- Basic plan of the Milky Way
- Surveying the Galaxy
- Mapping hydrogen
- Face-on map overview
- Introduction to the Milky Way Explorer
- The Cloud Hunters
- The Star Sweepers
- Things Unseen: The Westerhout radio sources
- The Avedisova catalog: A real Hitchhiker's Guide to the Galaxy?
- Avedisova glossary
- Strange new worlds
- Commentary on the Galactic Plane
- Hydrogen-alpha commentary
Cepheus and Cassiopeia
The Cepheus and Cassiopeia regions are one of the most confusing regions in hydrogen-alpha, and I've split them into one overview map and two detail areas. The region is confusing because there are so many visible nebulae here. Cepheus is not obscured by the Rift dust clouds, unlike Cygnus, Vulpecula and the Dark Zone. Moreover, there are two or possibly three very different complexes here that overlap in the image.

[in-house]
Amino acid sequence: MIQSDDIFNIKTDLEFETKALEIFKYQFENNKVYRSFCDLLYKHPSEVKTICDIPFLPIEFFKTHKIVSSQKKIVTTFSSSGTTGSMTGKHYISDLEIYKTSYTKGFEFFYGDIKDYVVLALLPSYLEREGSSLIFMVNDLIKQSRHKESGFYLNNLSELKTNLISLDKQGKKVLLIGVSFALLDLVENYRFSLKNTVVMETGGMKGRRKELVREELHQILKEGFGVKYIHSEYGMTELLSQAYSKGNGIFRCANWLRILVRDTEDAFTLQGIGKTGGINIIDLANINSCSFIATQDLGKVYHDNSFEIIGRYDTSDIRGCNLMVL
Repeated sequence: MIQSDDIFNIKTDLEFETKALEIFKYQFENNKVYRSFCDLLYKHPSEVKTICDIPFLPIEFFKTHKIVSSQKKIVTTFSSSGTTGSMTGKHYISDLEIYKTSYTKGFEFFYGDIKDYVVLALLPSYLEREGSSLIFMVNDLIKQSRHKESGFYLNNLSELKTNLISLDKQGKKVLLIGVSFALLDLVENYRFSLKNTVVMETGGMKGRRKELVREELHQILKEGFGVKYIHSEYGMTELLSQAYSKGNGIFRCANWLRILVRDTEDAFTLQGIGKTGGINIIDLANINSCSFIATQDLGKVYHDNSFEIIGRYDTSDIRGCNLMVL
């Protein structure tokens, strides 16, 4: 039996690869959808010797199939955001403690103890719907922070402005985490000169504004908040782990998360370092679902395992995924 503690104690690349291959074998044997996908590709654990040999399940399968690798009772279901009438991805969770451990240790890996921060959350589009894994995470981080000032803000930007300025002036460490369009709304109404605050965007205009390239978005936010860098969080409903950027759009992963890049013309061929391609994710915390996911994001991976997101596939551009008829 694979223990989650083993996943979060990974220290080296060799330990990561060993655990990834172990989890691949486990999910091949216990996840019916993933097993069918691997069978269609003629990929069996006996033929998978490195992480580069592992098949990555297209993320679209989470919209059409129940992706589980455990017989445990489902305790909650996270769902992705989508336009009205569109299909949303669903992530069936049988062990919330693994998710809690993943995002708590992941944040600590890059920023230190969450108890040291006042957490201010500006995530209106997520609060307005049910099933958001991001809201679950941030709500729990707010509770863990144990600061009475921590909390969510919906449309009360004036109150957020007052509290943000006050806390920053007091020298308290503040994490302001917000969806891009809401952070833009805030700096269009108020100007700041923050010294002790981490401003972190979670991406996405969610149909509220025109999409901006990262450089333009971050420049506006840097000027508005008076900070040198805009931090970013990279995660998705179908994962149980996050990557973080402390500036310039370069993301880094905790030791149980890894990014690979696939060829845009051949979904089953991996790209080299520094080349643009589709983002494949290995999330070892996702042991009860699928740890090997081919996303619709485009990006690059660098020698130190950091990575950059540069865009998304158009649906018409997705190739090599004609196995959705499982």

The Cepheus region is relatively nearby at less than 1000 parsecs. The Cassiopeia arc lies in the outer galaxy at about 2500 parsecs, and makes up the most visible part of what is often called the Perseus arm. Apparently visible behind the Cassiopeia arc is a third huge molecular cloud complex located about twice as far away at about 5200 parsecs (however see below for some questions about its existence). There are also many other nebula visible in the Cepheus images that are located far away in the outer galaxy, at distances that may be larger than 9000 parsecs.